There are many rewarding aspects to this career. I love the fact that I get to provide direct impact through counseling (I still provide play therapy services within the elementary schools in Denton) and that I get to see the broader impact of my work through education. I love hearing from former students and supervisees to see how my curriculum or supervision has impacted their counseling with their own clients. My favorite part of my job is that I am never bored.
The counseling field has so many facets, and I find that I enjoy all of them which allows me to weave in and out of different roles daily. For example, some days I may be a student in a class, a professor teaching other students, a counselor, and a supervisor!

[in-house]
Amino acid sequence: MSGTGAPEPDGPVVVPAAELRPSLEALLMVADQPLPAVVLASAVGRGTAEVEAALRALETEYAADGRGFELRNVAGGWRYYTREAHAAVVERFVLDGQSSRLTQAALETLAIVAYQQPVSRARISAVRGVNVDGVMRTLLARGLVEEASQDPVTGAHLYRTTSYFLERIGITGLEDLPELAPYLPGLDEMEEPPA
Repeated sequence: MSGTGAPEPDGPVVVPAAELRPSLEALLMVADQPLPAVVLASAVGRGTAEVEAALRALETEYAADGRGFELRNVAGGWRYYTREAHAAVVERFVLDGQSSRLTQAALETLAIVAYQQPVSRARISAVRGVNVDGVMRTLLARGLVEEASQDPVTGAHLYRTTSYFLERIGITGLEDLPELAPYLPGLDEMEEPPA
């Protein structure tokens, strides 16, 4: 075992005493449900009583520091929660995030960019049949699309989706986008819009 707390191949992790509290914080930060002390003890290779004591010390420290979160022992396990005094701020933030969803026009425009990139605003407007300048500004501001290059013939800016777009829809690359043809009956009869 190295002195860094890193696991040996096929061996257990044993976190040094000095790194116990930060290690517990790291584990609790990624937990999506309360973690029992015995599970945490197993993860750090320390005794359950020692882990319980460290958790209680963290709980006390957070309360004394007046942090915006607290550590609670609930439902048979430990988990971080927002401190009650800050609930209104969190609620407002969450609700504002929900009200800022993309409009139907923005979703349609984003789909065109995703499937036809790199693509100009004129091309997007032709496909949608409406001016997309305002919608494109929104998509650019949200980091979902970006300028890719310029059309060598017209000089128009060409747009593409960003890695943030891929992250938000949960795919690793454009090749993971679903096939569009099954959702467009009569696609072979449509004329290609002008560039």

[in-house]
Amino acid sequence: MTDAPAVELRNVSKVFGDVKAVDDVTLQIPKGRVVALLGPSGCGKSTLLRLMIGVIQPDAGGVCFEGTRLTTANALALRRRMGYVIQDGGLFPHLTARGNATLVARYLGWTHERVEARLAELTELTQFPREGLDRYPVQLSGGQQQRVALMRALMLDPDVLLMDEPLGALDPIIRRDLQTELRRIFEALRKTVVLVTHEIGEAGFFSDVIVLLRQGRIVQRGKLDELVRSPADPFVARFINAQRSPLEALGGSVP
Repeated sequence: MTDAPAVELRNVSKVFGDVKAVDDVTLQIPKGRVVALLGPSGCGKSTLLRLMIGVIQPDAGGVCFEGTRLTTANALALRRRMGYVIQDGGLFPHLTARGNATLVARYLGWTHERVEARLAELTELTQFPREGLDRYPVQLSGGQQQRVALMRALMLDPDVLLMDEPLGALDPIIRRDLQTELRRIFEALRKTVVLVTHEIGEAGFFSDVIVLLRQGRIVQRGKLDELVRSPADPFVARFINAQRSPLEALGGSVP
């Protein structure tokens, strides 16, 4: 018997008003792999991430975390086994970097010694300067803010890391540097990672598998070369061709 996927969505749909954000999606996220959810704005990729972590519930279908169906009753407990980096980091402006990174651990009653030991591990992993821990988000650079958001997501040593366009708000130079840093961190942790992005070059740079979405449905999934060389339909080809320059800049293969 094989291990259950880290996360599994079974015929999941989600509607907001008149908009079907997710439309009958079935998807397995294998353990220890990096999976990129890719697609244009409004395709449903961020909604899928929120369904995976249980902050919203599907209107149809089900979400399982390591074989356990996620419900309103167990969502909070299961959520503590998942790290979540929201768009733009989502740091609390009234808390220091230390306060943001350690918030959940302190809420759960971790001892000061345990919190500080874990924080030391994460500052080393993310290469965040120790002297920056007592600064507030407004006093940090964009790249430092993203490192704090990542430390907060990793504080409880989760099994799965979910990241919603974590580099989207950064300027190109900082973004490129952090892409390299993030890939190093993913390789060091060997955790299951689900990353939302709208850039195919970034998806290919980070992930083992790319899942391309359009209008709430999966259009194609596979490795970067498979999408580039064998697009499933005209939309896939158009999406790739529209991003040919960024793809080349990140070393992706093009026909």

What were some of the most meaningful aspects of your education at Simmons?
There are so many aspects of my education at Simmons for which I am grateful. I would say the biggest thing that I continue to marvel at is the alumni support and connections I have made through the program. Some of my absolute best friends are people I met through my time at SMU. Beyond the personal connections, the professional connections I have made and maintained as a result of being a Simmons student are unmatched.
The counseling profession can be a small one, and I have had many professional experiences where our shared connections are a colleague or professor at SMU. In this field, word of mouth is so incredibly important, and I believe I would not be where I am in my career without the connections I have made as a Simmons alumna.
How did your education at Simmons prepare you for your professional career?